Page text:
External cerebral veins include veins from the lateral surface of the cerebral hemispheres that join to form the superficial middle cerebral vein.

Nourishing brain tissue

The cerebral arteries provide blood to the brain, but a sufficient arterial blood pressure is required to provide an adequate supply of blood to all brain tissue. Unlike the general body blood pressure, the cerebral blood pressure and cerebral blood flow remain relatively constant, a feat of regulation made possible by rapid changes in the resistance to blood flow within cerebral vessels. Resistance is lowered, principally through changes in the diameter of the blood vessels, as the cerebral arterial pressure lowers, and resistance increases as the incoming arterial pressure increases.

A complex series of nerves, including a branch of the glossopharyngeal nerve (the sinus nerve), relate small changes in the size of the carotid sinus (a dilation or enlargement of the internal carotid artery) such that if arterial pressure increases and causes the sinus to swell, the nervous impulses transmit signals to areas of the brain that inhibit the heart rate.

An oxygenated blood supply is critical to brain function

An adequate blood supply is critical to brain function and healthy neural tissue. Physiological studies utilizing radioisotopes and other traceable markers establish that the majority of the blood originally passing through the left vertebral and left internal carotid arteries normally supply the left side of the brain, with a similar situation found on the right with the right vertebral and right internal carotid arteries. Accordingly, the left half of the brain receives its blood supply from the left internal carotid and left vertebral artery. The right half of the brain receives its blood supply from the right internal carotid and right vertebral artery.

The two independent blood supplies do not normally mix or crossover except for a small amount in the posterior communicating artery (and in some cases, the arterial circle of Willis).

Compensating mechanisms

However, if there is some obstruction of blood flow (cerebral ischemia), there is a compensating mechanism. The two left and right supplies of blood normally do not mix in the posterior communicating artery because they are at roughly equal pressures. Even after the two vertebral arteries join to form the basilar artery prior to joining the arterial circle of Willis, the bloodstreams from the two vertebral arteries remain largely separated as though there were a partition in the channel.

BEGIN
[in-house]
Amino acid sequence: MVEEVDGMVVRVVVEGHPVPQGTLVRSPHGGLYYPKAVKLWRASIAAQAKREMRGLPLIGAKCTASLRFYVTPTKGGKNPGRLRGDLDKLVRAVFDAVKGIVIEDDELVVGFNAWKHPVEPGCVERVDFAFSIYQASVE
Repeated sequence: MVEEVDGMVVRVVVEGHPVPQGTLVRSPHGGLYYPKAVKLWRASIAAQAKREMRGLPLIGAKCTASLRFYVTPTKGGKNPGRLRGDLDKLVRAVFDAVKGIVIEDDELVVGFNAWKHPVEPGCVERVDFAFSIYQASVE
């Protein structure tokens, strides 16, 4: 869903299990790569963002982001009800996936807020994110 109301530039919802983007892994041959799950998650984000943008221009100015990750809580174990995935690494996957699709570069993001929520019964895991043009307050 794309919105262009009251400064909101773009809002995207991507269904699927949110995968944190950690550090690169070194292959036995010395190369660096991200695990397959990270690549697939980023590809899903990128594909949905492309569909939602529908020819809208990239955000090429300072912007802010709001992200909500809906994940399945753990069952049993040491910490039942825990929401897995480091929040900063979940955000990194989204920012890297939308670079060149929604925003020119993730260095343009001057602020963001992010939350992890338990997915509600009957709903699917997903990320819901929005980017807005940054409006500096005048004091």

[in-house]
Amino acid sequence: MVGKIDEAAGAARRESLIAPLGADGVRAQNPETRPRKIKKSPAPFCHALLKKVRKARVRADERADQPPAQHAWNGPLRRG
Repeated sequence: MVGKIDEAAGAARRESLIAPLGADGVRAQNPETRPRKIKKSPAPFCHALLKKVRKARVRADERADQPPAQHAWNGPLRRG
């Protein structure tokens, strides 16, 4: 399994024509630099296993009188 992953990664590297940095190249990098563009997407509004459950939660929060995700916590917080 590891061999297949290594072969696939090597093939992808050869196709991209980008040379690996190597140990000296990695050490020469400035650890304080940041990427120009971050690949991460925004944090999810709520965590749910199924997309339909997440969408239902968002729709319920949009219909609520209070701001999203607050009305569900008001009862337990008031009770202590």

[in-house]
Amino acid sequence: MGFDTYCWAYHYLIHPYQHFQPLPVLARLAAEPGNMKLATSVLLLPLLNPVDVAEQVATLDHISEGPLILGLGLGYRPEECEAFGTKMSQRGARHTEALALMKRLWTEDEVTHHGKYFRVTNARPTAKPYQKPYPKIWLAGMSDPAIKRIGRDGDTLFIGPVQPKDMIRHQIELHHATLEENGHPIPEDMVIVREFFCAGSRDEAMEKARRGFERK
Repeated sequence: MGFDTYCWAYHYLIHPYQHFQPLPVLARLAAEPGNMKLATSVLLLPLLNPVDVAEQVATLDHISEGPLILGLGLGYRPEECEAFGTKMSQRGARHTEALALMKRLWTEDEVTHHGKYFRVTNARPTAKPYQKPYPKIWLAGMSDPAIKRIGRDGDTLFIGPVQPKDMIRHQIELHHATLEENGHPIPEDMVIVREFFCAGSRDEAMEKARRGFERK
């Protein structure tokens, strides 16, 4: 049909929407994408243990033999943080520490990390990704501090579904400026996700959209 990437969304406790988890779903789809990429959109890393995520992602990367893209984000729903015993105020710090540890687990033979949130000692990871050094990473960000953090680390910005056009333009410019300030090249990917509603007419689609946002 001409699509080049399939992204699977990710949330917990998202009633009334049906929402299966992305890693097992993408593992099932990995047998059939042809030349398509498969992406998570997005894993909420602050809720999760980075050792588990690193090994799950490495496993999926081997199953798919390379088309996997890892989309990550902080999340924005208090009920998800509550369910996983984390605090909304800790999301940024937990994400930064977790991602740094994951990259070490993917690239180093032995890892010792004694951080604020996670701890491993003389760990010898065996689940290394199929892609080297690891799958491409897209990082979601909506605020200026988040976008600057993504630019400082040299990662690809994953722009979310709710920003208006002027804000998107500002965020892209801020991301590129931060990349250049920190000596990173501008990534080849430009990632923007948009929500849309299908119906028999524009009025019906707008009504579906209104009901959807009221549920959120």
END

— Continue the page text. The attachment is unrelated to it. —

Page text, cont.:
If there is an obstruction on one side that reduces the flow of blood, the pressures of the two sides do not remain equal and so blood from the unaffected side (at a relatively higher pressure) is able to crossover and help nourish tissue on the occluded side of the brain.

The arterial circle of Willis can also permit crossover flow when the pressures are altered by an obstruction or constriction in an internal carotid or vertebral artery.

In addition to crossover flow, the size of the communicating arteries and the arteries branching from the circle of Willis is able to change in response to increased blood flow that accompanies occlusion or interruption of blood supply to another component of the circle.

Accordingly, oxygenated blood from either vertebral artery or either internal carotid may be able to supply vital oxygen to either cerebral hemisphere.

Vascular disorders

The disorders that result from an inadequate supply of blood to the brain depend largely on which artery is occluded (blocked) and the extent of the occlusion.

There are three general types of disorders that can result in inadequate blood flow to the brain. Although there are pressure-compensating mechanisms in the cerebral circulation, heart disease and diseases that affect blood pressure in the body can also influence cerebral blood pressure. Sometimes people get lightheaded or dizzy when they stand up suddenly after sitting for long periods. The dizziness is often due to postural hypotension, an inadequate supply of blood to the brain due to a lowered cerebral arterial blood pressure initially caused by an obstruction to the return of venous blood to the heart. Shock can also cause a lowering of cerebral blood pressure.

Disorders or diseases that result in the blockage of arteries can certainly have a drastic impact on the quality of cerebral circulation. A clot (thrombus) that often originates in plaque lining the carotid or vertebral arteries can directly obstruct blood flow in the cerebral circulation. Cerebral aneurysms , small but weakening dilations of the cerebral blood vessels, can rupture, trauma can cause hemorrhage, and a number of other disorders can directly impair blood flow.

Lastly, diseases that affect the blood vessels themselves, especially the arterial walls, can result in vascular insufficiency that can result in loss of consciousness, paralysis, or death.



Bear, M., et al. Neuroscience: Exploring the Brain. Baltimore: Williams & Wilkins, 1996.

Goetz, C. G., et al. Textbook of Clinical Neurology. Philadelphia: W. B. Saunders Company, 1999.


Mokhtar, Yasser. The Doctor's Lounge.net. "Cerebral Circulation." May 5, 2004 (May 27, 2004). <http://www.thedoctorslounge.net/studlounge/articles/cerebcirc/>.

Paul Arthur